Amateur astronomers spot new impact on Jupiter

An image of Jupiter in space.
(Image credit: NASA)

Jupiter just got smacked by a small celestial body, according to amateur astronomers.

The impact occurred at 1:45 a.m. Japan Standard Time on Aug. 29 (1645 GMT on Aug. 28). An account affiliated with the Organized Autotelescopes for Serendipitous Event Survey (OASES) project and Planetary Observation Camera for Optical Transient Surveys (PONCOTS) system posted about the event on X, formerly known as Twitter, alerting of a flash observed in Jupiter’s atmosphere. The post also called on observers to check their own footage. 

MASA Planetary Log later shared footage showing a brief burst of light coming from Jupiter that was associated with an apparent comet or asteroid impact. Another independent observation was made by a Chinese amateur astronomer in the city of Zhengzhou, Henan province, showing a flash in the same spot on Jupiter’s dense, turbulent atmosphere.

Related: Jupiter's lightning is strikingly similar to Earth's

MASA Planetary Log, an account belonging to an amateur space enthusiast who particularly enjoys planets and Earth science, told that they were shooting automatically to continuously record the surface of Jupiter. The flashes are emphasized in the videos posted to X as the brightness and color balance are automatically adjusted.

"When I woke up in the morning and opened X (Twitter), I saw information that a flash had been observed on the surface of Jupiter. That night, when I checked the video of the corresponding time, I saw a flash.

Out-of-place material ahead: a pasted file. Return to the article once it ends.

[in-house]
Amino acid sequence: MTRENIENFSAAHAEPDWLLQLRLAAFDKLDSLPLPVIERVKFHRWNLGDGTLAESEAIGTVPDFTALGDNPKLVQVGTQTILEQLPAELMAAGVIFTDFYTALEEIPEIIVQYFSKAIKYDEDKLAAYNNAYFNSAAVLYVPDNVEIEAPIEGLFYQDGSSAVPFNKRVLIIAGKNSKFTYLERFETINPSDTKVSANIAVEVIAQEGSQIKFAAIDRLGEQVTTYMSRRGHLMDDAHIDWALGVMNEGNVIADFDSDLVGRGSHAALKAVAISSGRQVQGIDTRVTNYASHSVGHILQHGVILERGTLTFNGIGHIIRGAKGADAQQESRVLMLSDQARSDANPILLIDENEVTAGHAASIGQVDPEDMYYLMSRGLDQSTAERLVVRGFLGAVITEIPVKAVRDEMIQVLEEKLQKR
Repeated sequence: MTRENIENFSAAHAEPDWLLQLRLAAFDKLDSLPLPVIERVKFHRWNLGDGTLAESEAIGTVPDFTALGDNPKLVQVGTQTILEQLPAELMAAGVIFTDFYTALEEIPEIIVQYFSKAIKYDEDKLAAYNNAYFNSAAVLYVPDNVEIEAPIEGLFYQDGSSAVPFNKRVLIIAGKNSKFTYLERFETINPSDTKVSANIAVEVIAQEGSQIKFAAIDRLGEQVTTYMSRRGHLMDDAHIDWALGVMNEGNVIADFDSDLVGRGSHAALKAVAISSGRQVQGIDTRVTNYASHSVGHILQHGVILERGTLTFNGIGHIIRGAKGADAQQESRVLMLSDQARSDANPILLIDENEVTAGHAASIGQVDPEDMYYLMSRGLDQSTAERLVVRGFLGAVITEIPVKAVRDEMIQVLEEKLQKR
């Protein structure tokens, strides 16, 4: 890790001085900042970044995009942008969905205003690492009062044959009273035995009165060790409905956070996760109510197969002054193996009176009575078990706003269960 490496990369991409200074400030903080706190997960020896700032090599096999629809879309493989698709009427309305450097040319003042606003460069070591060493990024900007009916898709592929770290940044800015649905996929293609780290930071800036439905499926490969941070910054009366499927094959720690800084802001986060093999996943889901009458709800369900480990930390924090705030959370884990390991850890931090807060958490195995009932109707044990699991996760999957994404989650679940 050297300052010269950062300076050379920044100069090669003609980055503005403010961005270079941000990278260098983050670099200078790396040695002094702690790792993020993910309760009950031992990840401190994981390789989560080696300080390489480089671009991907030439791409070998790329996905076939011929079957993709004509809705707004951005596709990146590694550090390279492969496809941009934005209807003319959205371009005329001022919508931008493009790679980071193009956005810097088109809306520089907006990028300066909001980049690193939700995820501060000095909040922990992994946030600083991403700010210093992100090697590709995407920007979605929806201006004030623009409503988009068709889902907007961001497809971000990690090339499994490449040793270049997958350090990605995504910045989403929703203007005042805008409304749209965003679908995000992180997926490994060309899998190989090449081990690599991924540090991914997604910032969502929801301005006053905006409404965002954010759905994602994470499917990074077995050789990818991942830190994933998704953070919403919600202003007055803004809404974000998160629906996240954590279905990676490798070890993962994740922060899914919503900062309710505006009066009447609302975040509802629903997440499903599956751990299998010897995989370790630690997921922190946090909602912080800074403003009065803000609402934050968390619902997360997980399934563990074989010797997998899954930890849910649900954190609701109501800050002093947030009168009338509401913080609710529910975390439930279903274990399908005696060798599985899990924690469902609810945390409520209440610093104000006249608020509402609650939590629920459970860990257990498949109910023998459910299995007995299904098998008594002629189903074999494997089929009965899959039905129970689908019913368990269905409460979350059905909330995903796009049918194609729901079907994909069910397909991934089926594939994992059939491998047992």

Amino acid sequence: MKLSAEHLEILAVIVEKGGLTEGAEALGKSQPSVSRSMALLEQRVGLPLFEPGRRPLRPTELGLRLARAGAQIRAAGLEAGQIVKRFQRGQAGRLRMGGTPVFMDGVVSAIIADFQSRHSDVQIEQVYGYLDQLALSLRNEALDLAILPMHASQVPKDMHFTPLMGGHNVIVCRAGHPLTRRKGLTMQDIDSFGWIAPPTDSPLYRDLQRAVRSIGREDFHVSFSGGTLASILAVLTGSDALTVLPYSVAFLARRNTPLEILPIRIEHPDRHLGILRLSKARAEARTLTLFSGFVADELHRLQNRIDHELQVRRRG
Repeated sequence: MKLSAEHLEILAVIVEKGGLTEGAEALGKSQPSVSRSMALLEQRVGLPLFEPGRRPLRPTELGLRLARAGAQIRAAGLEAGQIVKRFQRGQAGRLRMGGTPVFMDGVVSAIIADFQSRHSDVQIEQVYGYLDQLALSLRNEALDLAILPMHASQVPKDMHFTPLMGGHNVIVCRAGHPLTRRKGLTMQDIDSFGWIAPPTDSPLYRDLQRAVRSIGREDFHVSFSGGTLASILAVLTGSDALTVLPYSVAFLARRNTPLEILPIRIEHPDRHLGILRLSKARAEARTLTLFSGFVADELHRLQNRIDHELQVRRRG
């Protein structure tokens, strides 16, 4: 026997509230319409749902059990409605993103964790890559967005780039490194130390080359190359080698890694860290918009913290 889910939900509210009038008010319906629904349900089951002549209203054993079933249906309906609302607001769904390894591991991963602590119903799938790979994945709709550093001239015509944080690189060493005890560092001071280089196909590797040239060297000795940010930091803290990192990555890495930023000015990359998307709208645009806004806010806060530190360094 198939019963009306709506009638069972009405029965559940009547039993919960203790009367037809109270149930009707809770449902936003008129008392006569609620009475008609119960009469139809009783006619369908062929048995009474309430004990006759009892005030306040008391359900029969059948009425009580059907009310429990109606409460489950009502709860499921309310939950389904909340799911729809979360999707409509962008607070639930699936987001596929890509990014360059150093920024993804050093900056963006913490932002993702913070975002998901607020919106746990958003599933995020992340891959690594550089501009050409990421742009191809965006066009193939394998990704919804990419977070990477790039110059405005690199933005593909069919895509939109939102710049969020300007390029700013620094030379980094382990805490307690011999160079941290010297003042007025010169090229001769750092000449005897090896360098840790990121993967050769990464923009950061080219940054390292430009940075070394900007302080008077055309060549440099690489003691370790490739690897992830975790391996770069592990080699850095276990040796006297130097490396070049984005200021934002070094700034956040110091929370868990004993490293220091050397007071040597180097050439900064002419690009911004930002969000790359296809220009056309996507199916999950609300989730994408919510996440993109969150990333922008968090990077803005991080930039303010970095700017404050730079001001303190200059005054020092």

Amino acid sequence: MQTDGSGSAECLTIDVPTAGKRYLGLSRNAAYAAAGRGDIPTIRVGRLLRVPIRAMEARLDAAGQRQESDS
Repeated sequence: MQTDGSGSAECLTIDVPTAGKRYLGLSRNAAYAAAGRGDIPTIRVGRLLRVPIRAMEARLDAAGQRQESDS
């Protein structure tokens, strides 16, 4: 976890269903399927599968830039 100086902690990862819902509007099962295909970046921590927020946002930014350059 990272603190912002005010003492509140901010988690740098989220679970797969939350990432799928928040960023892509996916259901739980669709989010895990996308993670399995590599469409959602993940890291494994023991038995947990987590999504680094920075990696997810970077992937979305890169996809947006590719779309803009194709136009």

"I was very lucky to be photographing this phenomenon when it happened."

OASES has been involved in a number of observations surrounding Jupiter impacts in recent years. The OASES Twitter account posteda high-resolution image of Jupiter at the time of the impact using data provided by amateurs.

Jupiter frequently experiences cosmic collisions because of its powerful gravitational pull and proximity to the main asteroid belt. Most notably, shards of the fragmented comet Shoemaker-Levy 9 collided with Jupiter in 1994, leaving lesions in the atmosphere which were visible to astronomers for months afterwards.

The gas giant is considered to play a big role in protecting the inner solar system from asteroids and comets by attracting and absorbing impacts or flinging potentially dangerous objects further out into the solar system. The presence of Jupiter and Saturn in the solar system is credited with helping life on Earth flourish

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Andrew Jones
Contributing Writer

Andrew is a freelance space journalist with a focus on reporting on China's rapidly growing space sector. He began writing for in 2019 and writes for SpaceNews, IEEE Spectrum, National Geographic, Sky & Telescope, New Scientist and others. Andrew first caught the space bug when, as a youngster, he saw Voyager images of other worlds in our solar system for the first time. Away from space, Andrew enjoys trail running in the forests of Finland. You can follow him on Twitter @AJ_FI.